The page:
2F Authentication with Google Authenticator in Spring Boot

In today’s digital world, security is a major concern, and 2-factor authentication (2FA) is one way to increase security. 2FA adds an extra layer of protection to your account by requiring users to provide two forms of authentication to access it. This usually includes something the user knows (such as a password) and something they have (such as a physical device). In this blog post, we will discuss how to implement 2FA in a Spring Boot application using Google Authenticator, a popular app that generates one-time codes.

To implement 2FA in Spring Boot with Google Authenticator, we need to add the following dependencies in your `pom.xml` or `build.gradle` file :

  • `google-authenticator`: to generate and validate the TOTP codes.




  • `zxing-core`: to generate QR codes.










Next, We need to configure Google Authenticator to create the Google Authenticator bean:

import com.warrenstrange.googleauth.GoogleAuthenticator; import lombok.RequiredArgsConstructor;

import org.springframework.context.annotation.Bean; import org.springframework.context.annotation.Configuration;


public class CustomGoogleAuthenticatorConfig { private final CredentialRepository credentialRepository;


public GoogleAuthenticator gAuth() {

GoogleAuthenticator googleAuthenticator = new


googleAuthenticator.setCredentialRepository(credentialReposit ory);

return googleAuthenticator;



Now, we have to implement ICredentialRepository for persisting keys for users. It contains two methods i.e. saveUserCredentials and getSecretKey. Below is the simple implementation :

import com.warrenstrange.googleauth.ICredentialRepository; import lombok.AllArgsConstructor;

import lombok.Data;

import lombok.NoArgsConstructor;

import org.springframework.stereotype.Component;

import java.util.HashMap;

import java.util.List;

import java.util.Map;


public class CredentialRepository implements ICredentialRepository {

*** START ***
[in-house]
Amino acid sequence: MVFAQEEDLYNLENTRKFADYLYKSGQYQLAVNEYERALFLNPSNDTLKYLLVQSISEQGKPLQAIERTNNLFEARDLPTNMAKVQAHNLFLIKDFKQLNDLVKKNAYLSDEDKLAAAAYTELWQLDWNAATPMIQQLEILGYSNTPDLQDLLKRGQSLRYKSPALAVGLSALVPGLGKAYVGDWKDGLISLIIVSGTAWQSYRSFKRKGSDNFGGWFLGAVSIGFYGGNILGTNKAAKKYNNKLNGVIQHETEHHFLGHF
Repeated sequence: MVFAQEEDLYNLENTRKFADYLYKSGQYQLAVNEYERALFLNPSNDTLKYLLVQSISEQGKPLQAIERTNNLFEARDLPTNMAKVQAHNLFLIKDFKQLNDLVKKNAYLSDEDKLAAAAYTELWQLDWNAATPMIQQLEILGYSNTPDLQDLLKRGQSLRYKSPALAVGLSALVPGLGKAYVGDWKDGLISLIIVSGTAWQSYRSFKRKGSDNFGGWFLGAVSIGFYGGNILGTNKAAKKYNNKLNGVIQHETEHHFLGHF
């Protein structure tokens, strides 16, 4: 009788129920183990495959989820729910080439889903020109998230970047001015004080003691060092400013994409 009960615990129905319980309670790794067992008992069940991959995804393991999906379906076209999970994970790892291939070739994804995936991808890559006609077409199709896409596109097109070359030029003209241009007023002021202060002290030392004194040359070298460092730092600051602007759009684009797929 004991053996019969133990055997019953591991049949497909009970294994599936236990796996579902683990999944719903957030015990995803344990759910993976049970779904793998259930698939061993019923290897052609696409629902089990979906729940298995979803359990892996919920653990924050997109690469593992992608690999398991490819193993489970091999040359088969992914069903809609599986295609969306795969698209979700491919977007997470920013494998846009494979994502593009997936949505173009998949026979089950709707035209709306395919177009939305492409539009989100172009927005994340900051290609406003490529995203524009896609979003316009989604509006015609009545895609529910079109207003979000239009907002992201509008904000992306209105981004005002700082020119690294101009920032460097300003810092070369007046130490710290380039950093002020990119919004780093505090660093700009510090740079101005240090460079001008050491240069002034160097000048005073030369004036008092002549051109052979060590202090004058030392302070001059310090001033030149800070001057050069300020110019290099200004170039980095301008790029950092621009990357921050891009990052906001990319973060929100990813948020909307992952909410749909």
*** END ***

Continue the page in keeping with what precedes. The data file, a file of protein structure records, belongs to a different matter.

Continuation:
private final Map<String, UserTOTP> usersKeys = new HashMap<String, UserTOTP>();


public String getSecretKey(String userName) { return usersKeys.get(userName).getSecretKey(); }


public void saveUserCredentials(String userName, String secretKey,

int validationCode,


scratchCodes) {

usersKeys.put(userName, new UserTOTP(userName, secretKey, validationCode, scratchCodes)); }

public UserTOTP getUser(String username) { return usersKeys.get(username);





class UserTOTP {

private String username;

private String secretKey;

private int validationCode;

private List<Integer> scratchCodes;



Now, let’s create a controller for generating and verifying code :

import com.fAuth.models.ValidateCodeDto;

import com.fAuth.models.Validation;

import com.google.zxing.BarcodeFormat;

import com.google.zxing.client.j2se.MatrixToImageWriter; import com.google.zxing.common.BitMatrix;

import com.google.zxing.qrcode.QRCodeWriter;

import com.warrenstrange.googleauth.GoogleAuthenticator; import com.warrenstrange.googleauth.GoogleAuthenticatorKey; import

com.warrenstrange.googleauth.GoogleAuthenticatorQRGenerator; import lombok.RequiredArgsConstructor;

import lombok.SneakyThrows;

import lombok.extern.slf4j.Slf4j;

import org.springframework.web.bind.annotation.*;

import javax.servlet.ServletOutputStream;

import javax.servlet.http.HttpServletResponse;





public class CodeController {

private final GoogleAuthenticator gAuth;



public void generate(@PathVariable String username, HttpServletResponse response) {

final GoogleAuthenticatorKey key =


//I've decided to generate QRCode on backend site QRCodeWriter qrCodeWriter = new QRCodeWriter();

String otpAuthURL =

GoogleAuthenticatorQRGenerator.getOtpAuthTotpURL("my-demo", username, key);

BitMatrix bitMatrix = qrCodeWriter.encode(otpAuthURL, BarcodeFormat.QR_CODE, 200, 200);

//Simple writing to outputstream

ServletOutputStream outputStream =


MatrixToImageWriter.writeToStream(bitMatrix, "PNG", outputStream);




public Validation validateKey(@RequestBody ValidateCodeDto body) {

return new

Validation(gAuth.authorizeUser(body.getUserName(), body.getCode()));



Once everything is set up, the user will log in using their username and password as usual. After successful authentication, the user will be prompted to enter a one-time code generated by Google Authenticator. This code will be valid for only a short time (usually 30 seconds) and can only be used once.

Now, let’s try to generate a QR code for Google Authenticator App

Now, we have to scan this QR code with our GA app to get the code :

Now, let’s validate the code :

As we can see in the above screenshot, when we provide the code generated by the GA App and the email id, the API is validating the code and returns the response as true.

Good work folks! We’ve implemented 2 Factor Authentication with Google Authenticator, as you can see, it was fairly easy to do.

In summary, 2FA is an important security measure that adds an extra layer of protection to your accounts. Spring Boot with Google Authenticator makes it easy to implement 2FA in your web applications. By adding two dependencies, configuring Spring Security, creating a custom authentication filter, and configuring Google Authenticator, you can secure your application and provide a safer user experience.

Leave a Reply